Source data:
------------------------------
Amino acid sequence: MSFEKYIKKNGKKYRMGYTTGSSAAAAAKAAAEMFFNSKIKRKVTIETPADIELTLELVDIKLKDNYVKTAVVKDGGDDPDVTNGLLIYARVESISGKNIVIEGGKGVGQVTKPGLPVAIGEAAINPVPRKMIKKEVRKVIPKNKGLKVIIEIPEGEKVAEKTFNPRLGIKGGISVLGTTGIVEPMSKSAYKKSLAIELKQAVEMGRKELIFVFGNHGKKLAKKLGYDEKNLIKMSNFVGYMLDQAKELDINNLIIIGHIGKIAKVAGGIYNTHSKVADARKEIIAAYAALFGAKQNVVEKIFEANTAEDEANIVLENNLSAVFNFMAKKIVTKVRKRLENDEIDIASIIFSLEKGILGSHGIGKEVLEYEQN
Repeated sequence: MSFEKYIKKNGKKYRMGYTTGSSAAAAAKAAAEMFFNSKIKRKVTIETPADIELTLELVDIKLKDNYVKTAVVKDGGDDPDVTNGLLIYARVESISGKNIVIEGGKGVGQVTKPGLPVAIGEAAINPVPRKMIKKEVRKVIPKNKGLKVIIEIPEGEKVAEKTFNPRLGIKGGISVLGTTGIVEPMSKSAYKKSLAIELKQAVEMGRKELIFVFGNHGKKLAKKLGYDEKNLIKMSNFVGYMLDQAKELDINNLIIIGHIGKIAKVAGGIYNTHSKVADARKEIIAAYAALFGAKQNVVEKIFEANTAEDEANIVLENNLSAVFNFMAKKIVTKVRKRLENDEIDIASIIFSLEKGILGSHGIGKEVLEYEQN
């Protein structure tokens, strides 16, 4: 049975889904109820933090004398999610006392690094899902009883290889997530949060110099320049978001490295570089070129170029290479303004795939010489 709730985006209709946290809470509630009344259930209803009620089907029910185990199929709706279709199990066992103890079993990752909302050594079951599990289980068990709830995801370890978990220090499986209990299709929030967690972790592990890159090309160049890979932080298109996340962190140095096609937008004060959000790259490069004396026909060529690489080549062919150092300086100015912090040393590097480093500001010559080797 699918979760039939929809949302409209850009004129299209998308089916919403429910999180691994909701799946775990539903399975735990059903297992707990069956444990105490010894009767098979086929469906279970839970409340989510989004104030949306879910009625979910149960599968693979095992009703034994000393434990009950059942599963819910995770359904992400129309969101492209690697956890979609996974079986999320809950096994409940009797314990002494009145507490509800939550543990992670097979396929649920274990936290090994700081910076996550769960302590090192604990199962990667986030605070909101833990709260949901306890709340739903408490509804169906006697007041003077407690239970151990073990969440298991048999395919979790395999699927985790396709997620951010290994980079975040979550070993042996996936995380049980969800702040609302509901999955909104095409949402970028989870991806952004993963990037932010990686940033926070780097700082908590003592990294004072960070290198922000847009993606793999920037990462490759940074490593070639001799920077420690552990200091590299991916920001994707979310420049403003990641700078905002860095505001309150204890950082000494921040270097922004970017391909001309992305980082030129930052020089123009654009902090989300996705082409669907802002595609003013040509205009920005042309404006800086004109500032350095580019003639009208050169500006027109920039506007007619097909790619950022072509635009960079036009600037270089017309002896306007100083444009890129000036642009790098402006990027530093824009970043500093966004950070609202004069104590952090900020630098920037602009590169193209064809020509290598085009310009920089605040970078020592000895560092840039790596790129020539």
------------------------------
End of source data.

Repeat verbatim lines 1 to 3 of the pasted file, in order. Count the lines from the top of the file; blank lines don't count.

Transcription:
Amino acid sequence: MSFEKYIKKNGKKYRMGYTTGSSAAAAAKAAAEMFFNSKIKRKVTIETPADIELTLELVDIKLKDNYVKTAVVKDGGDDPDVTNGLLIYARVESISGKNIVIEGGKGVGQVTKPGLPVAIGEAAINPVPRKMIKKEVRKVIPKNKGLKVIIEIPEGEKVAEKTFNPRLGIKGGISVLGTTGIVEPMSKSAYKKSLAIELKQAVEMGRKELIFVFGNHGKKLAKKLGYDEKNLIKMSNFVGYMLDQAKELDINNLIIIGHIGKIAKVAGGIYNTHSKVADARKEIIAAYAALFGAKQNVVEKIFEANTAEDEANIVLENNLSAVFNFMAKKIVTKVRKRLENDEIDIASIIFSLEKGILGSHGIGKEVLEYEQN
Repeated sequence: MSFEKYIKKNGKKYRMGYTTGSSAAAAAKAAAEMFFNSKIKRKVTIETPADIELTLELVDIKLKDNYVKTAVVKDGGDDPDVTNGLLIYARVESISGKNIVIEGGKGVGQVTKPGLPVAIGEAAINPVPRKMIKKEVRKVIPKNKGLKVIIEIPEGEKVAEKTFNPRLGIKGGISVLGTTGIVEPMSKSAYKKSLAIELKQAVEMGRKELIFVFGNHGKKLAKKLGYDEKNLIKMSNFVGYMLDQAKELDINNLIIIGHIGKIAKVAGGIYNTHSKVADARKEIIAAYAALFGAKQNVVEKIFEANTAEDEANIVLENNLSAVFNFMAKKIVTKVRKRLENDEIDIASIIFSLEKGILGSHGIGKEVLEYEQN
């Protein structure tokens, strides 16, 4: 049975889904109820933090004398999610006392690094899902009883290889997530949060110099320049978001490295570089070129170029290479303004795939010489 709730985006209709946290809470509630009344259930209803009620089907029910185990199929709706279709199990066992103890079993990752909302050594079951599990289980068990709830995801370890978990220090499986209990299709929030967690972790592990890159090309160049890979932080298109996340962190140095096609937008004060959000790259490069004396026909060529690489080549062919150092300086100015912090040393590097480093500001010559080797 699918979760039939929809949302409209850009004129299209998308089916919403429910999180691994909701799946775990539903399975735990059903297992707990069956444990105490010894009767098979086929469906279970839970409340989510989004104030949306879910009625979910149960599968693979095992009703034994000393434990009950059942599963819910995770359904992400129309969101492209690697956890979609996974079986999320809950096994409940009797314990002494009145507490509800939550543990992670097979396929649920274990936290090994700081910076996550769960302590090192604990199962990667986030605070909101833990709260949901306890709340739903408490509804169906006697007041003077407690239970151990073990969440298991048999395919979790395999699927985790396709997620951010290994980079975040979550070993042996996936995380049980969800702040609302509901999955909104095409949402970028989870991806952004993963990037932010990686940033926070780097700082908590003592990294004072960070290198922000847009993606793999920037990462490759940074490593070639001799920077420690552990200091590299991916920001994707979310420049403003990641700078905002860095505001309150204890950082000494921040270097922004970017391909001309992305980082030129930052020089123009654009902090989300996705082409669907802002595609003013040509205009920005042309404006800086004109500032350095580019003639009208050169500006027109920039506007007619097909790619950022072509635009960079036009600037270089017309002896306007100083444009890129000036642009790098402006990027530093824009970043500093966004950070609202004069104590952090900020630098920037602009590169193209064809020509290598085009310009920089605040970078020592000895560092840039790596790129020539």